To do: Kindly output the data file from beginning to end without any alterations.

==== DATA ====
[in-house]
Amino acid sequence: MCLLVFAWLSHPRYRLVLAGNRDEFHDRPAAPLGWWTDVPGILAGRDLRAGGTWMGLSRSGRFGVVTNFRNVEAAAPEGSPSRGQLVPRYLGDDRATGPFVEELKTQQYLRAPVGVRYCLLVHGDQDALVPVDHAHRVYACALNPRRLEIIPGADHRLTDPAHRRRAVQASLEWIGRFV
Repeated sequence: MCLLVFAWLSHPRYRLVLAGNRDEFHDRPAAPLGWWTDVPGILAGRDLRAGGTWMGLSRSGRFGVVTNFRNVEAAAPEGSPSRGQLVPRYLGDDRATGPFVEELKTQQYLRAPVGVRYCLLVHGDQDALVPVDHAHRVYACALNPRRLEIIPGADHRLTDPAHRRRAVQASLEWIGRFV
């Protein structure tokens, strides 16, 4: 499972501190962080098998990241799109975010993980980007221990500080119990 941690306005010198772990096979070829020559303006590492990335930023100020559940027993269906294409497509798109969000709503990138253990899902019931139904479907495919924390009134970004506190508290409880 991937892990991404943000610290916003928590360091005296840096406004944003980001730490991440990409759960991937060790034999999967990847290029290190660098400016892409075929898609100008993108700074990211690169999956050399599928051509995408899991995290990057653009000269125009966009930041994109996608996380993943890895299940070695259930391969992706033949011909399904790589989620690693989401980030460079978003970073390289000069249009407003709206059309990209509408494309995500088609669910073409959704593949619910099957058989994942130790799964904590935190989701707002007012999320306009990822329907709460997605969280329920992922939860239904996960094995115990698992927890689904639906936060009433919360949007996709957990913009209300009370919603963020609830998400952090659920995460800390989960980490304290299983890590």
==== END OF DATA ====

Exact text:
[in-house]
Amino acid sequence: MCLLVFAWLSHPRYRLVLAGNRDEFHDRPAAPLGWWTDVPGILAGRDLRAGGTWMGLSRSGRFGVVTNFRNVEAAAPEGSPSRGQLVPRYLGDDRATGPFVEELKTQQYLRAPVGVRYCLLVHGDQDALVPVDHAHRVYACALNPRRLEIIPGADHRLTDPAHRRRAVQASLEWIGRFV
Repeated sequence: MCLLVFAWLSHPRYRLVLAGNRDEFHDRPAAPLGWWTDVPGILAGRDLRAGGTWMGLSRSGRFGVVTNFRNVEAAAPEGSPSRGQLVPRYLGDDRATGPFVEELKTQQYLRAPVGVRYCLLVHGDQDALVPVDHAHRVYACALNPRRLEIIPGADHRLTDPAHRRRAVQASLEWIGRFV
């Protein structure tokens, strides 16, 4: 499972501190962080098998990241799109975010993980980007221990500080119990 941690306005010198772990096979070829020559303006590492990335930023100020559940027993269906294409497509798109969000709503990138253990899902019931139904479907495919924390009134970004506190508290409880 991937892990991404943000610290916003928590360091005296840096406004944003980001730490991440990409759960991937060790034999999967990847290029290190660098400016892409075929898609100008993108700074990211690169999956050399599928051509995408899991995290990057653009000269125009966009930041994109996608996380993943890895299940070695259930391969992706033949011909399904790589989620690693989401980030460079978003970073390289000069249009407003709206059309990209509408494309995500088609669910073409959704593949619910099957058989994942130790799964904590935190989701707002007012999320306009990822329907709460997605969280329920992922939860239904996960094995115990698992927890689904639906936060009433919360949007996709957990913009209300009370919603963020609830998400952090659920995460800390989960980490304290299983890590």